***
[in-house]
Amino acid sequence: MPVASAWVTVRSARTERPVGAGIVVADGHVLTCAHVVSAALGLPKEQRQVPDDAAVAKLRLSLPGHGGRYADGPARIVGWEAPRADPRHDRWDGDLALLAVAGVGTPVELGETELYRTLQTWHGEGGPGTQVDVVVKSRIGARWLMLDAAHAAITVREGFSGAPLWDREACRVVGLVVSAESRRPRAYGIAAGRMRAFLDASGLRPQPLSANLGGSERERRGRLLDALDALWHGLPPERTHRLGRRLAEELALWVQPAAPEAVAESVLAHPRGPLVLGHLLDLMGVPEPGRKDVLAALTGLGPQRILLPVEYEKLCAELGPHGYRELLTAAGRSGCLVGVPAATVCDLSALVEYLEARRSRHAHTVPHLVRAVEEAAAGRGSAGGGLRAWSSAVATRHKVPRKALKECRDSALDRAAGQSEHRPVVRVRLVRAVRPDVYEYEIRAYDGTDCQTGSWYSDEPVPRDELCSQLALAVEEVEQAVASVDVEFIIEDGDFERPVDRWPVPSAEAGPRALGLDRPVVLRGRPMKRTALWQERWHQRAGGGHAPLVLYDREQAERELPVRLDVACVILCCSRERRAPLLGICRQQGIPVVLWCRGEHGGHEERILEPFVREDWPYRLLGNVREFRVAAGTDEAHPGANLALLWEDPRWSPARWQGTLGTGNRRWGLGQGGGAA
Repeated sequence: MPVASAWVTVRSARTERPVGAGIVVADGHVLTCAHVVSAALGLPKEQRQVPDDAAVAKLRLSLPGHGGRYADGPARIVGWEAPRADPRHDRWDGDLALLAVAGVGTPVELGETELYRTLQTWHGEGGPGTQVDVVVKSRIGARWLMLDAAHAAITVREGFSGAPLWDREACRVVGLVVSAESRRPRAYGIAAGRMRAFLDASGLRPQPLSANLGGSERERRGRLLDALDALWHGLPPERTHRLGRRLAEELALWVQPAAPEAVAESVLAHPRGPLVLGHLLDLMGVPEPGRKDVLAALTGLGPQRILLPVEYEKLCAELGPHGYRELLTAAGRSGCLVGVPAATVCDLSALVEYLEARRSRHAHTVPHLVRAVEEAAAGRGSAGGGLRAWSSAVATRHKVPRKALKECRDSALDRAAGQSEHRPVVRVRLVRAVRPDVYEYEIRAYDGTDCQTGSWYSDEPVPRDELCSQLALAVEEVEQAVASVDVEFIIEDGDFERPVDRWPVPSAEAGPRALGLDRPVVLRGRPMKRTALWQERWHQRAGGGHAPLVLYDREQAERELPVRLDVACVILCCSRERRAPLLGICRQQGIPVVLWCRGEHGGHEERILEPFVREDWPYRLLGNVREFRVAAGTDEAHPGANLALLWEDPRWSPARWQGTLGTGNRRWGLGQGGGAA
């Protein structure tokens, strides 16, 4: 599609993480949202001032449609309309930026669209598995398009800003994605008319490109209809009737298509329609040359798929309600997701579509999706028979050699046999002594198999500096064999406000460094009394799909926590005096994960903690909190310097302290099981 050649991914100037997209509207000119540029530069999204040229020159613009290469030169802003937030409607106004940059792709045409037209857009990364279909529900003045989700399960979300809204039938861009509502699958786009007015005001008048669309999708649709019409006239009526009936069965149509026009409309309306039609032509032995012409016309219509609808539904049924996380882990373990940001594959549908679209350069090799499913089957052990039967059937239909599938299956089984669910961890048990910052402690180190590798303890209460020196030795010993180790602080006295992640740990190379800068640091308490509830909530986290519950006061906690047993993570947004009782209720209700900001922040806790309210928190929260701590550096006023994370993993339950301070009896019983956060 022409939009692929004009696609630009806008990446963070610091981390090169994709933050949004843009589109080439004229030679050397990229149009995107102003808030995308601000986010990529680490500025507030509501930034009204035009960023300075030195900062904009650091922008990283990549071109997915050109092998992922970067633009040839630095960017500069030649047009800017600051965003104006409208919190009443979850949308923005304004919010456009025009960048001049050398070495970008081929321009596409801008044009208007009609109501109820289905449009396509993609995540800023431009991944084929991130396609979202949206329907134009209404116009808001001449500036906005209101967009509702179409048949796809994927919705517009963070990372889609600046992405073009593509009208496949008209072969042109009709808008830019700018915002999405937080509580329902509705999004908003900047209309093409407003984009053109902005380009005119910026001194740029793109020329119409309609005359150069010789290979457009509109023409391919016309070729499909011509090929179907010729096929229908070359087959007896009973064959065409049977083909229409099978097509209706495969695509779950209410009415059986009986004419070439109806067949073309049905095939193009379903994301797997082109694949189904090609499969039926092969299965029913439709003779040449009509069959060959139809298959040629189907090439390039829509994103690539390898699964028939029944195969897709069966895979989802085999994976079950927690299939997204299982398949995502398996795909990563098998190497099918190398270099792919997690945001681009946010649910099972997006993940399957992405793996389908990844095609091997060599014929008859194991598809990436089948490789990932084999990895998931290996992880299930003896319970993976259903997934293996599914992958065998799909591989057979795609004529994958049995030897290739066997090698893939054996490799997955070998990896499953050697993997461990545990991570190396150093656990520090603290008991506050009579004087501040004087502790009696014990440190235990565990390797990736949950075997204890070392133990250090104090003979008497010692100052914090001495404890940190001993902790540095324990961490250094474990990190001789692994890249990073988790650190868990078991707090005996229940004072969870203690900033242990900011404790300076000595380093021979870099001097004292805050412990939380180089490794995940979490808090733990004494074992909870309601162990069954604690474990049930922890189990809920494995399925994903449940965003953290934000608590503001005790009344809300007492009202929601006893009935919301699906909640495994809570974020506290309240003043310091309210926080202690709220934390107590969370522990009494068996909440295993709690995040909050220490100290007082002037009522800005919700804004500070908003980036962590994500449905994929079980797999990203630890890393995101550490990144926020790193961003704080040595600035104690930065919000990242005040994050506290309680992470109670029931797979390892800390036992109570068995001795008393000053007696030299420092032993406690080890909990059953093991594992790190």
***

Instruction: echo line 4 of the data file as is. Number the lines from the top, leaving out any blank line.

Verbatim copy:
């Protein structure tokens, strides 16, 4: 599609993480949202001032449609309309930026669209598995398009800003994605008319490109209809009737298509329609040359798929309600997701579509999706028979050699046999002594198999500096064999406000460094009394799909926590005096994960903690909190310097302290099981 050649991914100037997209509207000119540029530069999204040229020159613009290469030169802003937030409607106004940059792709045409037209857009990364279909529900003045989700399960979300809204039938861009509502699958786009007015005001008048669309999708649709019409006239009526009936069965149509026009409309309306039609032509032995012409016309219509609808539904049924996380882990373990940001594959549908679209350069090799499913089957052990039967059937239909599938299956089984669910961890048990910052402690180190590798303890209460020196030795010993180790602080006295992640740990190379800068640091308490509830909530986290519950006061906690047993993570947004009782209720209700900001922040806790309210928190929260701590550096006023994370993993339950301070009896019983956060 022409939009692929004009696609630009806008990446963070610091981390090169994709933050949004843009589109080439004229030679050397990229149009995107102003808030995308601000986010990529680490500025507030509501930034009204035009960023300075030195900062904009650091922008990283990549071109997915050109092998992922970067633009040839630095960017500069030649047009800017600051965003104006409208919190009443979850949308923005304004919010456009025009960048001049050398070495970008081929321009596409801008044009208007009609109501109820289905449009396509993609995540800023431009991944084929991130396609979202949206329907134009209404116009808001001449500036906005209101967009509702179409048949796809994927919705517009963070990372889609600046992405073009593509009208496949008209072969042109009709808008830019700018915002999405937080509580329902509705999004908003900047209309093409407003984009053109902005380009005119910026001194740029793109020329119409309609005359150069010789290979457009509109023409391919016309070729499909011509090929179907010729096929229908070359087959007896009973064959065409049977083909229409099978097509209706495969695509779950209410009415059986009986004419070439109806067949073309049905095939193009379903994301797997082109694949189904090609499969039926092969299965029913439709003779040449009509069959060959139809298959040629189907090439390039829509994103690539390898699964028939029944195969897709069966895979989802085999994976079950927690299939997204299982398949995502398996795909990563098998190497099918190398270099792919997690945001681009946010649910099972997006993940399957992405793996389908990844095609091997060599014929008859194991598809990436089948490789990932084999990895998931290996992880299930003896319970993976259903997934293996599914992958065998799909591989057979795609004529994958049995030897290739066997090698893939054996490799997955070998990896499953050697993997461990545990991570190396150093656990520090603290008991506050009579004087501040004087502790009696014990440190235990565990390797990736949950075997204890070392133990250090104090003979008497010692100052914090001495404890940190001993902790540095324990961490250094474990990190001789692994890249990073988790650190868990078991707090005996229940004072969870203690900033242990900011404790300076000595380093021979870099001097004292805050412990939380180089490794995940979490808090733990004494074992909870309601162990069954604690474990049930922890189990809920494995399925994903449940965003953290934000608590503001005790009344809300007492009202929601006893009935919301699906909640495994809570974020506290309240003043310091309210926080202690709220934390107590969370522990009494068996909440295993709690995040909050220490100290007082002037009522800005919700804004500070908003980036962590994500449905994929079980797999990203630890890393995101550490990144926020790193961003704080040595600035104690930065919000990242005040994050506290309680992470109670029931797979390892800390036992109570068995001795008393000053007696030299420092032993406690080890909990059953093991594992790190």